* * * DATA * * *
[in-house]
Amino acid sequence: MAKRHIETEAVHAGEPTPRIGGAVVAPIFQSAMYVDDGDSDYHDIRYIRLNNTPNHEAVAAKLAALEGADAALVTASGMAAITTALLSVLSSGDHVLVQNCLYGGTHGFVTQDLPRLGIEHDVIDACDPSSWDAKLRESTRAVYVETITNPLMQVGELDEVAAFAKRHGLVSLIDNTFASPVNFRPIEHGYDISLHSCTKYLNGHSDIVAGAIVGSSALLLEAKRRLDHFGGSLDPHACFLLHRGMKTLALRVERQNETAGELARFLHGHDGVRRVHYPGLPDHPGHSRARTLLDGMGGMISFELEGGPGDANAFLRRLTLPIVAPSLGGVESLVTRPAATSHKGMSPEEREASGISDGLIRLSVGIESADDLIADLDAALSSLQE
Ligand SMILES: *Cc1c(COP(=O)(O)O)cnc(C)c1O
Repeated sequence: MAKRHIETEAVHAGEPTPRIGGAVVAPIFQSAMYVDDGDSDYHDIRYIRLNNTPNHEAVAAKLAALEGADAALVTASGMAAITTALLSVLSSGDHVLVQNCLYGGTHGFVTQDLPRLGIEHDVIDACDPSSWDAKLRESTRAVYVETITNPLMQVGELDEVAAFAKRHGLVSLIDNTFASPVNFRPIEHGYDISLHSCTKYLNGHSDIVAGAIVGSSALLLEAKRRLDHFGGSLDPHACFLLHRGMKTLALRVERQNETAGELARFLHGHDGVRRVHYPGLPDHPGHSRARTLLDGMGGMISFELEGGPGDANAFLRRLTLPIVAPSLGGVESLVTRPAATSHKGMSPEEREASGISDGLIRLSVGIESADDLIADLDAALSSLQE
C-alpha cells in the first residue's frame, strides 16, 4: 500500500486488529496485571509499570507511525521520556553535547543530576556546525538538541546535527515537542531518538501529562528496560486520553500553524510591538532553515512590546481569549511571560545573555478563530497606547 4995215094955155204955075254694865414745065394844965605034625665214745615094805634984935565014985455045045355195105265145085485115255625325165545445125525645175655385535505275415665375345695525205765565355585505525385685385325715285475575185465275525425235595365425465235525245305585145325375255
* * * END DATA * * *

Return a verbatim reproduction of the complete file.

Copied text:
[in-house]
Amino acid sequence: MAKRHIETEAVHAGEPTPRIGGAVVAPIFQSAMYVDDGDSDYHDIRYIRLNNTPNHEAVAAKLAALEGADAALVTASGMAAITTALLSVLSSGDHVLVQNCLYGGTHGFVTQDLPRLGIEHDVIDACDPSSWDAKLRESTRAVYVETITNPLMQVGELDEVAAFAKRHGLVSLIDNTFASPVNFRPIEHGYDISLHSCTKYLNGHSDIVAGAIVGSSALLLEAKRRLDHFGGSLDPHACFLLHRGMKTLALRVERQNETAGELARFLHGHDGVRRVHYPGLPDHPGHSRARTLLDGMGGMISFELEGGPGDANAFLRRLTLPIVAPSLGGVESLVTRPAATSHKGMSPEEREASGISDGLIRLSVGIESADDLIADLDAALSSLQE
Ligand SMILES: *Cc1c(COP(=O)(O)O)cnc(C)c1O
Repeated sequence: MAKRHIETEAVHAGEPTPRIGGAVVAPIFQSAMYVDDGDSDYHDIRYIRLNNTPNHEAVAAKLAALEGADAALVTASGMAAITTALLSVLSSGDHVLVQNCLYGGTHGFVTQDLPRLGIEHDVIDACDPSSWDAKLRESTRAVYVETITNPLMQVGELDEVAAFAKRHGLVSLIDNTFASPVNFRPIEHGYDISLHSCTKYLNGHSDIVAGAIVGSSALLLEAKRRLDHFGGSLDPHACFLLHRGMKTLALRVERQNETAGELARFLHGHDGVRRVHYPGLPDHPGHSRARTLLDGMGGMISFELEGGPGDANAFLRRLTLPIVAPSLGGVESLVTRPAATSHKGMSPEEREASGISDGLIRLSVGIESADDLIADLDAALSSLQE
C-alpha cells in the first residue's frame, strides 16, 4: 500500500486488529496485571509499570507511525521520556553535547543530576556546525538538541546535527515537542531518538501529562528496560486520553500553524510591538532553515512590546481569549511571560545573555478563530497606547 4995215094955155204955075254694865414745065394844965605034625665214745615094805634984935565014985455045045355195105265145085485115255625325165545445125525645175655385535505275415665375345695525205765565355585505525385685385325715285475575185465275525425235595365425465235525245305585145325375255